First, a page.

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What should I know about the best interests factors?

Parents who are facing divorce may be concerned about losing custody and being relegated to “weekend parents,” where they only see their kids on alternating weekends and a spare night during the week. Indeed, Virginia family court judges are charged with making custody decisions based on the factors set forth in Virginia Code §20-124.3, also known as the best interest factors.

Indeed, there are a number of factors that can make up a custody decision, but as a concerned parent, you want to know just how judges use them. While it is not legal advice, this post will provide some insight.

The importance of the status quo – Family court judges do not like disrupting a child’s life or uprooting a child from his or her current home. This means that it is unlikely that a child will be moved from one home to another unless there are extenuating circumstances creating such a need.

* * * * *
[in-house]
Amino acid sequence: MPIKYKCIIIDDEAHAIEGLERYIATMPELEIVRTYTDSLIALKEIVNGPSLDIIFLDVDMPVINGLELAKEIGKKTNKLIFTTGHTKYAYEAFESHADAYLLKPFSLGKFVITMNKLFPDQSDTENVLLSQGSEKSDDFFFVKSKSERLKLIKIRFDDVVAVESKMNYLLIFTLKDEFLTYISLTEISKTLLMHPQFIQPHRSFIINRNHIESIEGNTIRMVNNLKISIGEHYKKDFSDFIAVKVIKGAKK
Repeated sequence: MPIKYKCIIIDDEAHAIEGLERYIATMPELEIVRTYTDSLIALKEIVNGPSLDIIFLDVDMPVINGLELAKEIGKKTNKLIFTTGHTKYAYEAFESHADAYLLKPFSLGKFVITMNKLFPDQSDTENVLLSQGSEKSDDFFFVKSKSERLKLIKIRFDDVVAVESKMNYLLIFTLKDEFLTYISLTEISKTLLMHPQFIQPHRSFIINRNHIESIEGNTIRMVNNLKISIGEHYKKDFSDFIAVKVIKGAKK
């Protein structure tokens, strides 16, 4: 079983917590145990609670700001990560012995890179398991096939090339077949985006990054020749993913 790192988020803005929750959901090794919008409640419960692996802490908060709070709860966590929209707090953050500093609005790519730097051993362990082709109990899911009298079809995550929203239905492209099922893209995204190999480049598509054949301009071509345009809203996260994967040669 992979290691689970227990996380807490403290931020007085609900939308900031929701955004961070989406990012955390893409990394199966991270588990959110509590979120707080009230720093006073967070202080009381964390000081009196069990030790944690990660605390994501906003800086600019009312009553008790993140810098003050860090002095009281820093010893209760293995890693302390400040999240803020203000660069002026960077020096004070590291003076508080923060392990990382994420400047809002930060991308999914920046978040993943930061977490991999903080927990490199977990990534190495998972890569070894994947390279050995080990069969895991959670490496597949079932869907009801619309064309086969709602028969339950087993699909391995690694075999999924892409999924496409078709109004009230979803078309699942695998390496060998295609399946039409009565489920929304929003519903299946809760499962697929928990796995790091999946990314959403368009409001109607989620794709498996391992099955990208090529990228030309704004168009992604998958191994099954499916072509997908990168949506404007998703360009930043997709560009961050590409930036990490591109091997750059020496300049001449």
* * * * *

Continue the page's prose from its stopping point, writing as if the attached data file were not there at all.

Who is the primary caregiver – The court will also want to know which parent is primarily responsible for day-to-day care and decision-making, including educational involvement, medical decisions, as well as morning and bedtime routines.

Which parent is more likely to foster a co-parenting relationship – Even if one parent checks all the proverbial “boxes” as an ideal parent to have primary custody, it may be immaterial if the parent is unlikely to foster a relationship between the child and the other parent.

If you have questions about how these and other factors may apply to you, an experienced family law attorney can advise you. 

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